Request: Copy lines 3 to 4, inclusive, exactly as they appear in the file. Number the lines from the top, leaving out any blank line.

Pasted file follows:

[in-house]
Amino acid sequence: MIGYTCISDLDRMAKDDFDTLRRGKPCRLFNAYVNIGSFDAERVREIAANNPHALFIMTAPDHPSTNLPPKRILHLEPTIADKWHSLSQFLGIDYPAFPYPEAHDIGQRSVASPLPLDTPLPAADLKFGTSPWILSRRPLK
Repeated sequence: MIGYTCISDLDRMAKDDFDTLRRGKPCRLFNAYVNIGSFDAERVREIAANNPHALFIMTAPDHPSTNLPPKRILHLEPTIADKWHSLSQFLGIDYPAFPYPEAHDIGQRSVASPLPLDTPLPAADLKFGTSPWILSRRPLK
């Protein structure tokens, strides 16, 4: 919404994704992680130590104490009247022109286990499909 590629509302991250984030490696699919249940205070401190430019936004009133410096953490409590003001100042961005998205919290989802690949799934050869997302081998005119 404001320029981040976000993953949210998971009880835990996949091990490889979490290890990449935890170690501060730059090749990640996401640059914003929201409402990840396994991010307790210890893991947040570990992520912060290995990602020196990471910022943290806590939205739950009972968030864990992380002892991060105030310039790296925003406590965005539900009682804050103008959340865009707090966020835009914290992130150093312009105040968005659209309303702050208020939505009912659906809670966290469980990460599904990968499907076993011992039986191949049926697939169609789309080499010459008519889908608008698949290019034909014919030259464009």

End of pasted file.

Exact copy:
Repeated sequence: MIGYTCISDLDRMAKDDFDTLRRGKPCRLFNAYVNIGSFDAERVREIAANNPHALFIMTAPDHPSTNLPPKRILHLEPTIADKWHSLSQFLGIDYPAFPYPEAHDIGQRSVASPLPLDTPLPAADLKFGTSPWILSRRPLK
């Protein structure tokens, strides 16, 4: 919404994704992680130590104490009247022109286990499909 590629509302991250984030490696699919249940205070401190430019936004009133410096953490409590003001100042961005998205919290989802690949799934050869997302081998005119 404001320029981040976000993953949210998971009880835990996949091990490889979490290890990449935890170690501060730059090749990640996401640059914003929201409402990840396994991010307790210890893991947040570990992520912060290995990602020196990471910022943290806590939205739950009972968030864990992380002892991060105030310039790296925003406590965005539900009682804050103008959340865009707090966020835009914290992130150093312009105040968005659209309303702050208020939505009912659906809670966290469980990460599904990968499907076993011992039986191949049926697939169609789309080499010459008519889908608008698949290019034909014919030259464009």